The Centre for Independent Journalism is a non-profit organisation promoting media independence and freedom of expression in Malaysia.
KUALA LUMPUR – Several civil society groups staged a flash mob outside Parliament here this afternoon to protest against the emergency ordinance on fake news that took effect last week.
More than a dozen activists, who identified themselves as the “Freedom of Expression Cluster”, turned up outside the building around 11am bearing placards rejecting the newly enforced Emergency (Essential Powers) (No. 2) Ordinance 2021.
The group, comprising the Centre for Independent Journalism and Article 19, among others, in a statement said it strongly disagrees with the ordinance’s gazettement and coming into force.
“We come to the streets today to defend our fundamental constitutional right to expression, including the right to assemble peacefully, and the right to seek, receive and impart information of all kinds. At a time of a public health crisis, this right is more important than ever.
“We want to reclaim the democratic space that is increasingly shrinking in this country, and this ordinance has pushed the exercise of fundamental liberties to yet another edge that is not acceptable.”
The ordinance, dated March 11, stipulates that any person who fails to comply is liable to a fine not exceeding RM100,000, or a maximum three years’ imprisonment, or both.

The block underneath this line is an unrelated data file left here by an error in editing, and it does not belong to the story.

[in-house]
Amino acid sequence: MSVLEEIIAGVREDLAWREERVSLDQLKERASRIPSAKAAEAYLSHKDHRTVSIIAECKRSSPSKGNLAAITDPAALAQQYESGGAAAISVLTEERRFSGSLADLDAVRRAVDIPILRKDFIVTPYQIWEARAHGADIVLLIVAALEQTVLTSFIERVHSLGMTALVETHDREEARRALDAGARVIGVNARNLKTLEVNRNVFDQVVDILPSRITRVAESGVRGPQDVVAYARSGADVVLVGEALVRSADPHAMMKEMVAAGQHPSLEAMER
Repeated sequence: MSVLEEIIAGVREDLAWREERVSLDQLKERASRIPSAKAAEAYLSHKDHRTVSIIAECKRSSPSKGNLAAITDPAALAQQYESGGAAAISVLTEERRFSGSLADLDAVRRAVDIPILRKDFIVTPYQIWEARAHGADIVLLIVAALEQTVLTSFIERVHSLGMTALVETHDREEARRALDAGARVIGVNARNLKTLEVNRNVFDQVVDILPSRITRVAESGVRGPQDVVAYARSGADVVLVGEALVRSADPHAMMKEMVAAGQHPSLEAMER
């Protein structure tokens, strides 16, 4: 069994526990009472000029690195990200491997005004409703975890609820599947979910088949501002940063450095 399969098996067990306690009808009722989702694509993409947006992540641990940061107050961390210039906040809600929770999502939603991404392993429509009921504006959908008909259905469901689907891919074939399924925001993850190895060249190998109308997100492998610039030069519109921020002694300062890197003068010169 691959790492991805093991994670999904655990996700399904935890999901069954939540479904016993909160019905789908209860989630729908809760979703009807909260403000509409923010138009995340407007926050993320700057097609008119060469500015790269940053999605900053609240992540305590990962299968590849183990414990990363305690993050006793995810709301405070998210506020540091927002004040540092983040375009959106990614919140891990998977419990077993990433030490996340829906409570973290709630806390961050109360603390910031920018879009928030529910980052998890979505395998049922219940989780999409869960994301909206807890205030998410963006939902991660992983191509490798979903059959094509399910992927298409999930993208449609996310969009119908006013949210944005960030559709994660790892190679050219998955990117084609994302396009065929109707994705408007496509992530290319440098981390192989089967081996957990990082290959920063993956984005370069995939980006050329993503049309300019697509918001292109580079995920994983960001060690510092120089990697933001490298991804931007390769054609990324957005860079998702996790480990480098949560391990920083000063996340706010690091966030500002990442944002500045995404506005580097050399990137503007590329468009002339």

Police have been authorised to arrest any individual believed to have committed or attempted to commit an offence under the ordinance, which also oversteps the Evidence Act 1950.
The ordinance has been criticised by several quarters as a “weapon against media freedom”.
However, Communications and Multimedia Minister Datuk Saifuddin Abdullah has said it is not aimed at curbing press freedom or preventing any party from criticising the government.
The law was implemented to tackle fake news on Covid-19 and the state of emergency, he said.
The Freedom of Expression Cluster said any law that severely limits fundamental liberties – as enshrined in the federal constitution – must, without compromise, be enacted by all parliamentarians and the Senate, and receive royal assent before taking force.
“This emergency ordinance foretells the continued attempts by this government to use any means possible to undermine our fundamental rights and freedoms.
“We fear the potential for the executive to use this law to silent dissent or any form of discourse that might threaten the sitting government.”
The heavy-handed measures circumvent due process for a fair trial, and denies protection to whistle-blowers and those seeking to share their personal experiences, it said.
“It threatens critical enquiry on the efficacy of policies, and denies accountability.
“It creates a menacing environment for good journalism and the open exchange of critical information and assessment about matters that affect every single person in this country.
“The group also demands that the government lift the suspension of Parliament.” – The Vibes, March 14, 2021
Source: The Vibes